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Top tips from married retirees who have been on the road together for more than 30 years.

Sarah Z. Wexler

Even retired couples that have been together for decades can find that without the distractions and routine of the work week, their time with each other can go up in quantity while going down in quality. This is never more true than while traveling, when a couple might spend 24 hours a day together, every day, for several weeks, in a new place.

For all of traveling's wonderful bonding moments, it can also bring up annoyances and stressful conversations that make even the happiest couples bicker. Before you book your next trip together, check out this advice from Bill and Ina Mahoney, authors of Vagabonding through Retirement: Unusual Travels Far from Our Paris Houseboat. They're 87 and 84 respectively, and somehow never pushed one another into the Seine, even though they've spent the last 30 years post-retirement traveling to destinations around the world, including Asia, Europe, South America, and Australia. The intrepid married retirees talked to T+L about how they would handle several issues common to couples.

Problem: You don't want to travel to the same place.

Look for a shared reason to go somewhere. A joint mission provides not only an idea for a destination, but also how you'll spend your time there. “We often think of something we want to accomplish and let that guide us: finding a Yiddish New Testament, visiting the Ukraine to check out how they’re faring since the disintegration of the Soviet Union, or to China to learn what life was like after the Tiananmen Square incident,” says Ina. Or you can switch off new destinations with return trips to places you know you both like. “We agreed we both wanted to keep returning to Thailand and Bali because the people were friendly and they have wonderful food,” she says.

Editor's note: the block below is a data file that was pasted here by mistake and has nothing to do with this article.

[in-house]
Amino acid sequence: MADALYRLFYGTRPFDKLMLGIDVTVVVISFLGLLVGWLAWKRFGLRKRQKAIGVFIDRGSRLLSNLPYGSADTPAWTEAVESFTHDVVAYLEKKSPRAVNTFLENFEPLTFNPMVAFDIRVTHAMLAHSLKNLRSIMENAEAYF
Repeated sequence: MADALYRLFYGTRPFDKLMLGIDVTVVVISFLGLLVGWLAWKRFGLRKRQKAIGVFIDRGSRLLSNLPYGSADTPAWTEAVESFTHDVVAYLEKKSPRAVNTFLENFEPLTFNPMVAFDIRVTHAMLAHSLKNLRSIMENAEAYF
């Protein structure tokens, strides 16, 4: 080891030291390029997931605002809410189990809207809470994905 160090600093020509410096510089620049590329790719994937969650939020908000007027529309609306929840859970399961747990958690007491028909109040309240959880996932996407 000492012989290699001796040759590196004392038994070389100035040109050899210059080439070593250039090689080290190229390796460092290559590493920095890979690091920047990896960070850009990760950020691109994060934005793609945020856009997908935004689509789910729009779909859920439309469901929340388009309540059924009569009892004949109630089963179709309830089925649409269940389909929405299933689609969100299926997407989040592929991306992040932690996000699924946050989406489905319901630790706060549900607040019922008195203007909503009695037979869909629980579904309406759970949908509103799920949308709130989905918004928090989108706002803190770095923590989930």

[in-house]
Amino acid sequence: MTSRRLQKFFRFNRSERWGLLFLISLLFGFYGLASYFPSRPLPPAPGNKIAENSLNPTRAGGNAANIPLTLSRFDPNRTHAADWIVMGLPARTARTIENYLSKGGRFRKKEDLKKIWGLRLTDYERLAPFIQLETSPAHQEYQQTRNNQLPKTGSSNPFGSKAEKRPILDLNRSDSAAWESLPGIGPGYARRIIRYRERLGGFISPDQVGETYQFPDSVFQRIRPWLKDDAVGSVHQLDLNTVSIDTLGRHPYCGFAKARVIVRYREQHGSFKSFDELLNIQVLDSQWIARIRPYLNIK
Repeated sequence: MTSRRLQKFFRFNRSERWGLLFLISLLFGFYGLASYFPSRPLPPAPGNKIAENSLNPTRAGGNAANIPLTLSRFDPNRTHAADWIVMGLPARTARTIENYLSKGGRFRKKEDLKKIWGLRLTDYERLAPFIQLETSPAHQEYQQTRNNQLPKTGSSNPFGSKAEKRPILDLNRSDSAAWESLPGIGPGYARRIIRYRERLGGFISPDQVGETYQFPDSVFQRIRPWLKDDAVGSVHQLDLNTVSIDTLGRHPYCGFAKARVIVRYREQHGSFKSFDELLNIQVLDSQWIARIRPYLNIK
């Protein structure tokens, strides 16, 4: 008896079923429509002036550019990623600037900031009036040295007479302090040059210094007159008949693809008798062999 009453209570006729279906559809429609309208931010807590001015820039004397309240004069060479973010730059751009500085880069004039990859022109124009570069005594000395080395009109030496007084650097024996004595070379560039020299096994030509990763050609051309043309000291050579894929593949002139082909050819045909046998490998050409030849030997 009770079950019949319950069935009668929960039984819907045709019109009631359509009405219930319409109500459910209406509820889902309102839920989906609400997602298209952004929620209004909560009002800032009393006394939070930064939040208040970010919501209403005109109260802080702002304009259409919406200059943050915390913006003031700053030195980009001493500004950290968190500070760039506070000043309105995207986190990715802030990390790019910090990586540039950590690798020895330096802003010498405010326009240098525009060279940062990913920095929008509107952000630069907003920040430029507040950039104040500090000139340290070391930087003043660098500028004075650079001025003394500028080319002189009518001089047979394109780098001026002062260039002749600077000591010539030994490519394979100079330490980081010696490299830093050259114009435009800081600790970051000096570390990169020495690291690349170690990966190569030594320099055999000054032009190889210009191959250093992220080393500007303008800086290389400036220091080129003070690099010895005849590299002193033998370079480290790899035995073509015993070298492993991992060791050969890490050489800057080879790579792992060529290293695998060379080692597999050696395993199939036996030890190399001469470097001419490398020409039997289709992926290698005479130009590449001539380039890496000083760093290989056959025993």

Problem: Your "travel styles" conflict.

If you're a planner, yet your partner prefers to wander, both parties can feel constricted when they have to travel by the other one's itinerary (or lack thereof). “Ina likes to plan, but I don't,” says Bill. “When she's planning too much, I tease her about it, or on occasion I just tell her I need to do the rest of the afternoon or the next day my own way.” Adopting each other’s approach on alternate days can work if you're good at compromising, but if not, it might be better to split up for the day and reunite in the evening rather than drag each other around at a pace that only works for one of you.

Problem: You have different interests you want to explore when you travel.

Staying put in a location for a longer stay will give each of you the time to dive into your separate interests. “Bill likes to study languages, whereas I prefer checking out scenery and learning the local customs,” says Ina. “When exploring our different interests, we each gain a wider understanding of places we visit from what the other one brings back to discuss at dinner. Bill’s language exchange lessons enable him to meet people who invite us to share meals, which are experiences I wouldn't have had otherwise.”

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